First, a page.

So what does move us toward a solution? As with so many things, I believe in balance and hope. What is needed, I believe, is a particular kind of leadership, one that I find lacking in a lot of the “death diagnosis” conversation. It is leadership that celebrates what is going RIGHT in our churches at least as much as it addresses what is going wrong. It is leadership that acknowledges the things that need work, but does so out of a sense of hopefulness, joy and love. If leaders don’t exhibit the fruit of the Spirit (love, joy, peace, patience, kindness, generosity, faithfulness, gentleness, and self-control), how can we expect our congregations to? If all our congregations hear from their leaders is, “We’re dying because you  (fill in the blank) ”, why would they be motivated to change? Leadership that harps on what is wrong all the time doesn’t tend to motivate anyone. Worse, leadership of that kind easily slips from being diagnostic to accusatory; that is, it’s easy for pastors to go from “we need to change this” to “you need to change this, you stiff-necked, hard-hearted Pharisees!” While Jesus never hesitated to call the Pharisees on their nonsense, I’m not Jesus, and neither are you, and the fact is that we all need redeeming, even pastors. (It’s also worth noting that while Jesus wasn’t shy about confronting the Pharisees, in the end he loved and died for them, too.)

In my lifetime, I’ve gotten to observe a lot of different examples of leadership, on sports teams, in the military, in retail, in health care and in the church. Without exception, the leaders I have seen get the best results have been those who didn’t sugar-coat the problems, but didn’t harp on them at the expense of the strengths, either. When I was a freshman Navy ROTC cadet, I had a squad leader who was great at that. He expected a lot of me and my squad mates, and nothing that fell short of his standards escaped his notice. He was also quick to praise what was praiseworthy, though, and to encourage where needed. At the end of the year, all four of us in my squad were still there, and had grown enormously. We wanted to excel, and to live up to his standards. By contrast, in another squad whose squad leader led primarily through fear and punishment, three out of four squad members quit before the year was up. The guys in my squad weren’t better cadets; in fact, on paper, the guys in that other squad had better qualifications to be cadets. My squad wasn’t better because of what we brought to the table, but because of what our squad leader did with what we brought to the table. I saw the same contrast, both in leadership style and in results, as a naval officer. Commanders and other leaders who harped on the negative wound up with subordinates who did the bare minimum to get by; commanders who addressed the negative while building on the positive inspired greatness, even in organizations that had previously suffered from poor leadership and poor morale.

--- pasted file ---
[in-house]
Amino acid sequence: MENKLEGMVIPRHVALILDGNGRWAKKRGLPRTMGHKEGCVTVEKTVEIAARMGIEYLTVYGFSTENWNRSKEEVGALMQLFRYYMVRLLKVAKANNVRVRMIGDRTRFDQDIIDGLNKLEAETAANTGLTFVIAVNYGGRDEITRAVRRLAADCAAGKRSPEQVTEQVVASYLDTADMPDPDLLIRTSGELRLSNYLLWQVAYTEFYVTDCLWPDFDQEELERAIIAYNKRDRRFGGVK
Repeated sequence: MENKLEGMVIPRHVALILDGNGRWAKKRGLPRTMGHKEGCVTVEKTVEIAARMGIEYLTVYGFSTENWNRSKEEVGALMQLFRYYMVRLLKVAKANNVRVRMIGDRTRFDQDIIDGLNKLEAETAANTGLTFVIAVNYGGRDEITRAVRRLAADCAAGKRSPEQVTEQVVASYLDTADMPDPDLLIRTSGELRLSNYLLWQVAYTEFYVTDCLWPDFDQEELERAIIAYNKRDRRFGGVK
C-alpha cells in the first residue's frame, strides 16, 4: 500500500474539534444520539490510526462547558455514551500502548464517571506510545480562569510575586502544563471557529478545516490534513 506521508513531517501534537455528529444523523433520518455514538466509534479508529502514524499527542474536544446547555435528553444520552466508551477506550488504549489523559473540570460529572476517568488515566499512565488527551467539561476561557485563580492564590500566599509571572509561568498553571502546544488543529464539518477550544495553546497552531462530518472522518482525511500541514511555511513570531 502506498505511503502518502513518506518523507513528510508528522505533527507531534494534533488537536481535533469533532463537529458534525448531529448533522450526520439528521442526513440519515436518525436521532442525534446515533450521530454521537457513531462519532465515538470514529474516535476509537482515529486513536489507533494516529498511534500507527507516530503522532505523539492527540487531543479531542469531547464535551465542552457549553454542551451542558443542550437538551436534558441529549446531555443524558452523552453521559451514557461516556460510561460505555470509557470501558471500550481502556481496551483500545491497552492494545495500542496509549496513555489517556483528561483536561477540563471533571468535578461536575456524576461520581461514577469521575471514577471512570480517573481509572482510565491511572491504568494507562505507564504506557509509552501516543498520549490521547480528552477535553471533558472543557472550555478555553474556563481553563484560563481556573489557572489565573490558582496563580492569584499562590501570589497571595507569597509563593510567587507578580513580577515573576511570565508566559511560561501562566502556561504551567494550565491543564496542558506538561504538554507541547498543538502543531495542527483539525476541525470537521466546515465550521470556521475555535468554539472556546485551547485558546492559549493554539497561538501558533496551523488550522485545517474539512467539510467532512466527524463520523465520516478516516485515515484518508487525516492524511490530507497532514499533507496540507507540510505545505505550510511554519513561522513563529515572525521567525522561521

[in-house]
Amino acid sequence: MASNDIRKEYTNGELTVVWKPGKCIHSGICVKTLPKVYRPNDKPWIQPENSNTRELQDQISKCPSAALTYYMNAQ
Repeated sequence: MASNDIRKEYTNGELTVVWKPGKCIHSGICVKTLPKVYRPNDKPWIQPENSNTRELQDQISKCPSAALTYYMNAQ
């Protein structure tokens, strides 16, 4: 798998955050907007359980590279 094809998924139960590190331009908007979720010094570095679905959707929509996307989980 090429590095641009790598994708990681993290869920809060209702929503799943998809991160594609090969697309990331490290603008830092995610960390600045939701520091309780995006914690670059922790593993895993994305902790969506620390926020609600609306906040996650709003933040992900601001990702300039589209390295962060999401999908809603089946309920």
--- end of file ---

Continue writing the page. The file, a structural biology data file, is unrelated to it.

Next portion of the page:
I saw a similar dynamic at play in my work as a hospital chaplain. Nurse managers who exhibited excellent, positive, high-standards leadership not only got excellent outcomes for patient care, they attracted more excellent nurses. Moreover, you could feel the difference in the air between units with excellent leadership and units with negatively-focused leaders. Finally, I have seen the same outcomes in churches with positive leaders. Congregations with healthy, positively focused pastors and lay leaders seem to thrive; congregations with pastors and other leaders who are constantly telling them what’s wrong with them don’t.

Granted, it doesn’t always work. Some congregations can have all kinds of positive leadership, all kinds of revitalization help, and still remain inwardly focused “fandom” congregations. And maybe that’s okay. Maybe it’s okay if some congregations die off. If a congregation has been given the facts about what is killing it, has been given positive leadership to call it back to its true identity as part of the body of Christ, and still refuses to change, then maybe we need to be okay with that church eventually withering away and dying, and maybe we need to be okay with not pouring massive resources into saving a body that is beyond saving. After all, we claim to hang our hats on resurrection, and there’s no resurrection without death first.